A Panel Analysis of Current Options for a Renewed Oyu Tolgoi Agreement

By Julian Dierkes

Since the Dec 13 announcement of a RioTinto offer to write off government debt, relatively little discussion has followed in the Mongolian public. As I mentioned in a previous post, the MPP response has been almost enthusiastic. What I do not see so far is a deeper analysis of what this offer implies, what is the government conceding in return for this debt write-off?

Since then, Turquoise Hill investors might also be having second thoughts.

It seems to me that a thorough analysis and understanding of what this offer would mean is necessary for any chance of breaking through the cycle of agreement – rising vague dissatisfaction with agreement – political calls for renegotiation – RioTinto concession – agreement. Why should either side strive to break this cycle? In part because it creates uncertainty which makes borrowing more expensive and thus reduces revenues. On the other hand, the Mongolian public is still building up analytical capacity, so, perhaps, repeated cycles of negotiation will lead to a better-understood and thus better agreement.

If the RioTinto offer is accepted through further negotiations, but without much more discussion in Mongolia, I would expect generalized dissatisfaction with the agreement to be on the rise again in a few years. Yes, it allows PM Oyun-Erdene to claim that the agreement has been improved and it allows the project to move forward, but an agreement without public understanding would not build social license to operate, I would suggest.

Proposal for Panel Analysis

A Mongolia observer can dream, can’t he?

Here are elements of a panel analysis that I think would have a significant chance at providing the kind of understanding for the Mongolian public that would solidify not only the OT agreement, but policy making on the mining sector more generally.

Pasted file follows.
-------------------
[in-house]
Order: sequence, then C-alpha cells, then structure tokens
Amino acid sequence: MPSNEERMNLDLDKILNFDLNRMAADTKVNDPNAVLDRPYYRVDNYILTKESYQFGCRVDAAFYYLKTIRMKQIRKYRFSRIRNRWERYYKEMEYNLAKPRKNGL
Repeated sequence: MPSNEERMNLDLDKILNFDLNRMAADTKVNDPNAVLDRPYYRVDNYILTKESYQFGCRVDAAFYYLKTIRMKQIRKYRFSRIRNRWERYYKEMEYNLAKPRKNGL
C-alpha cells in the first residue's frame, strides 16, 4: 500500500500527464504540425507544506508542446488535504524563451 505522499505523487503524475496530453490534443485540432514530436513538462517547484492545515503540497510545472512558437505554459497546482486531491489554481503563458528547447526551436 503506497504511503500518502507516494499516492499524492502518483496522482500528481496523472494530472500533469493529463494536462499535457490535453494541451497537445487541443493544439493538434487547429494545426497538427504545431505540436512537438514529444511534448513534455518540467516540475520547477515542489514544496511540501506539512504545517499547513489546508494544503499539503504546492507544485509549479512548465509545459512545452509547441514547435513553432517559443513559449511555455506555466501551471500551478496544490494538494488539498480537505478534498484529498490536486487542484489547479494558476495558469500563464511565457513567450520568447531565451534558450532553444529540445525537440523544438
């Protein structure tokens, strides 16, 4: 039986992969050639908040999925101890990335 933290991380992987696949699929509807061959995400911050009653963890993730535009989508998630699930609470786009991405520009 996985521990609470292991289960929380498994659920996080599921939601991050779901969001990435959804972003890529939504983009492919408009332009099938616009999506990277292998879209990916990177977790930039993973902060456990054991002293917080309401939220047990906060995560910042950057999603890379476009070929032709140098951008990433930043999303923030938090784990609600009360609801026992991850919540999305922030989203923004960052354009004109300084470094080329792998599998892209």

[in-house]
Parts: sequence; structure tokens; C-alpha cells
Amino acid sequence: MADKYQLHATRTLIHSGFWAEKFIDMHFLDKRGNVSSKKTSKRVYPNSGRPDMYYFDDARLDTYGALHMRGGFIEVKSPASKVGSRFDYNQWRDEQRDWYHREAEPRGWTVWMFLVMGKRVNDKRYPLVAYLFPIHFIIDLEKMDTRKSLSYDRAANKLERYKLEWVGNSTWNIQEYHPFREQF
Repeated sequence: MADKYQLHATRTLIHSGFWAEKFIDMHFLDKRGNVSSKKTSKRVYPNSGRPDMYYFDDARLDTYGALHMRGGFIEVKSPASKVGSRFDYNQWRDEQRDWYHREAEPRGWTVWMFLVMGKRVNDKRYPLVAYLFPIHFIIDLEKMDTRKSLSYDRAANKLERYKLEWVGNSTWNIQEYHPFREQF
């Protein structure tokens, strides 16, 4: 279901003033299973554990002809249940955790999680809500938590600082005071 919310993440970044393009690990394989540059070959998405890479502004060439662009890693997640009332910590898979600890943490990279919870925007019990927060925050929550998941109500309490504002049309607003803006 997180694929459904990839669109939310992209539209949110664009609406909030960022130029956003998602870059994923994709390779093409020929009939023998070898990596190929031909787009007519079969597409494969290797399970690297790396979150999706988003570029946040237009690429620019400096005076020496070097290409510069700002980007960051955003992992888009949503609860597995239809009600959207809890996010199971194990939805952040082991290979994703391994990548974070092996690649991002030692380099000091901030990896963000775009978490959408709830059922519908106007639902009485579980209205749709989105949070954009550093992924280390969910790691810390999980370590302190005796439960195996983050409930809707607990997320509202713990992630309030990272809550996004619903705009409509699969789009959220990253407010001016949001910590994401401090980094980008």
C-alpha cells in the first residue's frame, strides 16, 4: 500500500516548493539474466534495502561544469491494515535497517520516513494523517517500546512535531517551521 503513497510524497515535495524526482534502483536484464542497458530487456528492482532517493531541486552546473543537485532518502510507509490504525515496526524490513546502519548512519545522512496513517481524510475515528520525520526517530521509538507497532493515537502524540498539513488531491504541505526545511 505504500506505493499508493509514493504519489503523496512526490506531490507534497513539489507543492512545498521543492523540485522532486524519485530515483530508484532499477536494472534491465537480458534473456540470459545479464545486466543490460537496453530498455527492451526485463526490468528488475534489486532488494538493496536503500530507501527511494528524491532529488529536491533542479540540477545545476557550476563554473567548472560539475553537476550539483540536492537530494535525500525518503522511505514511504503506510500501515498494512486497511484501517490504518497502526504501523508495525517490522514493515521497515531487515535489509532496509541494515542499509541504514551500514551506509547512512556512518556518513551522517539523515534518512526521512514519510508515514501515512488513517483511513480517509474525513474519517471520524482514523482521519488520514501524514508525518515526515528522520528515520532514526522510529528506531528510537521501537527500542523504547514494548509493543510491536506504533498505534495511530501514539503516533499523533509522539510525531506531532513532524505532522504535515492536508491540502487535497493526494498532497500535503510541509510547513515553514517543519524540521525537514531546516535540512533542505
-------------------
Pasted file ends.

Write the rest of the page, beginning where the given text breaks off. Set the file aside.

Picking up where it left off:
• Panel that is large enough to include different perspectives, but small enough to be workable
  • Membership primarily Mongolian though empowered (and resourced) to solicit additional expertise
  • Members selected for proven expertise. Significant representation of academics likely, though not exclusive. I have my list of candidates. Appointment would be made by convenor(s).
  • Panel members paid for contributions, but full transparency on these payments and on members’ financial conflict of interest, if any
  • Public meetings for panel discussions and extensive documentation of sources used, calculations made, and approaches considered
  • Focus on graphic representation of different scenarios and their implications
  • List of unanswered questions along with recommendations on specificities of current offer
  • Open media partnerships pursued from beginning of deliberations
  • Resources available to hire social media presence to explain aspects of analyses in different forms
  • Credible institution as funder, convenor and host to panel. To me, the World Bank would be such a credible institution, but so would the Open Society Forum. Perhaps a consortium of institutions would be best.
  • Relative lull of other activities in December-Tsagaan Sar makes this a period when a panel could be mobilized.
  • Parties involved in negotiations (RioTinto, TRQ, but also minority shareholders in TRQ, government, lenders, etc.) might choose to present their own analyses to the public, let the public judge differences in these

Sure, such a process might not be cheap. But, this kind of transparent analysis would ultimately be in the interests of all involved parties, if they agree that it might produce more durable agreement. There would be numerous side benefits such as active engagement of the population, baseline for future conversations about agreement/negotiations, experiment of a different practice that might lead to good practice for other jurisdictions.


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By the way, I personally do not have the required financial expertise for this kind of analysis, so I am not angling to be placed on this panel. But, I am a director of (and thus have a financial interest in) the Mongolian Institute for Innovative Policies, and this would strike me as an innovative approach. With colleagues, I would certainly be delighted to contribute to convening such a panel analysis.

About Julian Dierkes

Julian Dierkes is a sociologist by training (PhD Princeton Univ) and a Mongolist by choice and passion since around 2005. He teaches in the Master of Public Policy and Global Affairs at the University of British Columbia in Vancouver, Canada. He toots @jdierkes@sciences.social.
This entry was posted in Erdenes Mongol, Mining, Mining, Mining Governance, Oyu Tolgoi, Oyu Tolgoi, Public Opinion, Public Policy, Research on Mongolia, Taxes and tagged . Bookmark the permalink.

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